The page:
Constructive Dismissal

Responding to the New Terms

Evidence of Refusal of the New Terms

One issue is often whether the conduct of the employee has demonstrated that they have refused the alleged amended terms, that is they have repudiated the contract. The word “repudiation” in this context is an assertion that the relationship has been constructively dismissed. If so, then the inquiry will follow as to whether the conduct shows a constructive dismissal, failing which the claim will fail. There may also follow a claim from the employer for the failure to provide fair notice in this context.

A case showing the search for evidence of repudiation was decided in 2015 by the Nunavut Court of Appeal. 1 The issue arose due to a letter written by the plaintiff’s counsel. The letter included these assertions: 2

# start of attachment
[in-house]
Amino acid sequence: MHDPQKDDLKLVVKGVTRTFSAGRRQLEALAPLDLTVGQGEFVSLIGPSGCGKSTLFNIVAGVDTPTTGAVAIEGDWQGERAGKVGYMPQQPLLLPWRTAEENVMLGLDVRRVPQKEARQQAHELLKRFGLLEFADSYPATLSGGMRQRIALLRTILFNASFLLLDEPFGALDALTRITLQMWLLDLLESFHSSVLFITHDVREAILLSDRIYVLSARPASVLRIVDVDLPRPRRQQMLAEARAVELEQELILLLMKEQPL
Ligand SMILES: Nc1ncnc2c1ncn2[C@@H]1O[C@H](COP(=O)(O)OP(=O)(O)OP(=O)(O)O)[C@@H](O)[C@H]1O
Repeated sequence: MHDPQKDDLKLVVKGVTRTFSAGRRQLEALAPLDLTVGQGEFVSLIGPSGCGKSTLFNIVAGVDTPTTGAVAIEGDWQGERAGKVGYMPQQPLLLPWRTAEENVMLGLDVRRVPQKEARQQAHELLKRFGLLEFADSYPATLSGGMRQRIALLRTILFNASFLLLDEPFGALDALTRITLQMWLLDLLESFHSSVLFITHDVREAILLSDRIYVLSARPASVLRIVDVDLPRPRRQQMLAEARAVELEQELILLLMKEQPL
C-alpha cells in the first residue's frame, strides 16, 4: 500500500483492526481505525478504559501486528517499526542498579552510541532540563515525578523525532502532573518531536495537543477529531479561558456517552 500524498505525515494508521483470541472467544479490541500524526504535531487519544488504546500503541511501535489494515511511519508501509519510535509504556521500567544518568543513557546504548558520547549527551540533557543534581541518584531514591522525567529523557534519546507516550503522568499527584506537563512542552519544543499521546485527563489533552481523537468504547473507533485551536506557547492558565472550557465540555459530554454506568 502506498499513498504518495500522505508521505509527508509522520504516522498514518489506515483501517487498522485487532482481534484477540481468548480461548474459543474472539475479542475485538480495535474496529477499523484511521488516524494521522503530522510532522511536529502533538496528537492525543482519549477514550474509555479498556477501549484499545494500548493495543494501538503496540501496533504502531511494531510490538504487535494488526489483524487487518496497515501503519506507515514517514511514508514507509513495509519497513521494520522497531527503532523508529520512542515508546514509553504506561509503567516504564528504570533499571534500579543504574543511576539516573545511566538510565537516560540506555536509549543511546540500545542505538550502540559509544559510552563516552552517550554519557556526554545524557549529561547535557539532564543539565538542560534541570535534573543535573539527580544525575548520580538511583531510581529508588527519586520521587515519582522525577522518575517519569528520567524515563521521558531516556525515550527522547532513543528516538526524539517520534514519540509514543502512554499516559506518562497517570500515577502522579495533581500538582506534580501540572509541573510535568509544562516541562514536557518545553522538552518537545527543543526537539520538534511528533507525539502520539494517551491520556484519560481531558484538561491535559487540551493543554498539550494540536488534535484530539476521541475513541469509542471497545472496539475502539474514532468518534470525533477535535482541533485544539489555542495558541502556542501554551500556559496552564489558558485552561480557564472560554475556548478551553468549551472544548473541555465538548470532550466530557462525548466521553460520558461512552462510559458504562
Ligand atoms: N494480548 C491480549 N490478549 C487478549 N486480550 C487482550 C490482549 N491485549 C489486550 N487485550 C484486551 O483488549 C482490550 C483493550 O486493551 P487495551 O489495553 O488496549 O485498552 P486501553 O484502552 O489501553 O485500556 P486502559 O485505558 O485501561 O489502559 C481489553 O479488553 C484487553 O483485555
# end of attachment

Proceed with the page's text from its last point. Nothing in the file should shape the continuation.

1. The employer had made significant changes to the plaintiff’s responsibilities which have diminished her overall authority;
  2. Legal counsel has advised that she is in a position to claim constructive dismissal;
  3. As the employer has shown it lo longer wishes to employ the plaintiff, she is willing to negotiate a termination package;
  4. The plaintiff is willing to remain employed during reasonable negotiations which should not seen as accepting or condoning the changes.

The test for conduct which may be seen as repudiation is a difficult one. There must be shown a “clear and unequivocal intention to terminate the employment relationship. 3

The letter in the Nunavut case was also copied to Board members, the relevant Minister, conduct which was seen as an attempt to politicize the matter in a favourable manner. Given that the plaintiff worked for the President and the Board, a position which required a high level of trust, the trial judge found it would have been impossible for her to return to work. Repudiation was found. The plaintiff failed to show a constructive dismissal. Her case was dismissed.